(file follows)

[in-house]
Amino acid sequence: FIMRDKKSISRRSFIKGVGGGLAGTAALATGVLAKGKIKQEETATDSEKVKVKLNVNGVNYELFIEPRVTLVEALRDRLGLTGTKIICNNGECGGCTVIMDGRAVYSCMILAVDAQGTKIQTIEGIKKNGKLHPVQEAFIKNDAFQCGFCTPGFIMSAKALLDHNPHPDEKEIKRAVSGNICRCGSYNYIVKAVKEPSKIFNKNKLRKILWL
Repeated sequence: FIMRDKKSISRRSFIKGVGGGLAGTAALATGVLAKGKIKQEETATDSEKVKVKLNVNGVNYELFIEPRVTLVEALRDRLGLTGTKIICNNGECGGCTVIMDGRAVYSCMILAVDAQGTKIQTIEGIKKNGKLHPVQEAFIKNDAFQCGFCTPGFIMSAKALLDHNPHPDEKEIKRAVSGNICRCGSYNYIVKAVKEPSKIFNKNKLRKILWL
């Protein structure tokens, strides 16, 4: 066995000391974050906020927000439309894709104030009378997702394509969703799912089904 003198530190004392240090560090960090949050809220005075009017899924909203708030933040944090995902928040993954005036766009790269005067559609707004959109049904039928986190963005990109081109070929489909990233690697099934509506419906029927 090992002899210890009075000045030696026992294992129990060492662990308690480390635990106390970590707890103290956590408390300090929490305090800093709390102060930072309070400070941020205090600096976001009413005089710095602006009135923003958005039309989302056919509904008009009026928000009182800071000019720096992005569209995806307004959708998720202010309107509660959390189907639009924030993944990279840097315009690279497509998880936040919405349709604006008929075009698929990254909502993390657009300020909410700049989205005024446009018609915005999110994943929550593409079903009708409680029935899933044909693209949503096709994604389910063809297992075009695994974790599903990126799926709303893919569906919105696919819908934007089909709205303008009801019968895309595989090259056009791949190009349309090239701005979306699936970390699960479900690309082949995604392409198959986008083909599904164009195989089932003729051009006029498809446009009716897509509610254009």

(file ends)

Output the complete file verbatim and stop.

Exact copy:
[in-house]
Amino acid sequence: FIMRDKKSISRRSFIKGVGGGLAGTAALATGVLAKGKIKQEETATDSEKVKVKLNVNGVNYELFIEPRVTLVEALRDRLGLTGTKIICNNGECGGCTVIMDGRAVYSCMILAVDAQGTKIQTIEGIKKNGKLHPVQEAFIKNDAFQCGFCTPGFIMSAKALLDHNPHPDEKEIKRAVSGNICRCGSYNYIVKAVKEPSKIFNKNKLRKILWL
Repeated sequence: FIMRDKKSISRRSFIKGVGGGLAGTAALATGVLAKGKIKQEETATDSEKVKVKLNVNGVNYELFIEPRVTLVEALRDRLGLTGTKIICNNGECGGCTVIMDGRAVYSCMILAVDAQGTKIQTIEGIKKNGKLHPVQEAFIKNDAFQCGFCTPGFIMSAKALLDHNPHPDEKEIKRAVSGNICRCGSYNYIVKAVKEPSKIFNKNKLRKILWL
């Protein structure tokens, strides 16, 4: 066995000391974050906020927000439309894709104030009378997702394509969703799912089904 003198530190004392240090560090960090949050809220005075009017899924909203708030933040944090995902928040993954005036766009790269005067559609707004959109049904039928986190963005990109081109070929489909990233690697099934509506419906029927 090992002899210890009075000045030696026992294992129990060492662990308690480390635990106390970590707890103290956590408390300090929490305090800093709390102060930072309070400070941020205090600096976001009413005089710095602006009135923003958005039309989302056919509904008009009026928000009182800071000019720096992005569209995806307004959708998720202010309107509660959390189907639009924030993944990279840097315009690279497509998880936040919405349709604006008929075009698929990254909502993390657009300020909410700049989205005024446009018609915005999110994943929550593409079903009708409680029935899933044909693209949503096709994604389910063809297992075009695994974790599903990126799926709303893919569906919105696919819908934007089909709205303008009801019968895309595989090259056009791949190009349309090239701005979306699936970390699960479900690309082949995604392409198959986008083909599904164009195989089932003729051009006029498809446009009716897509509610254009």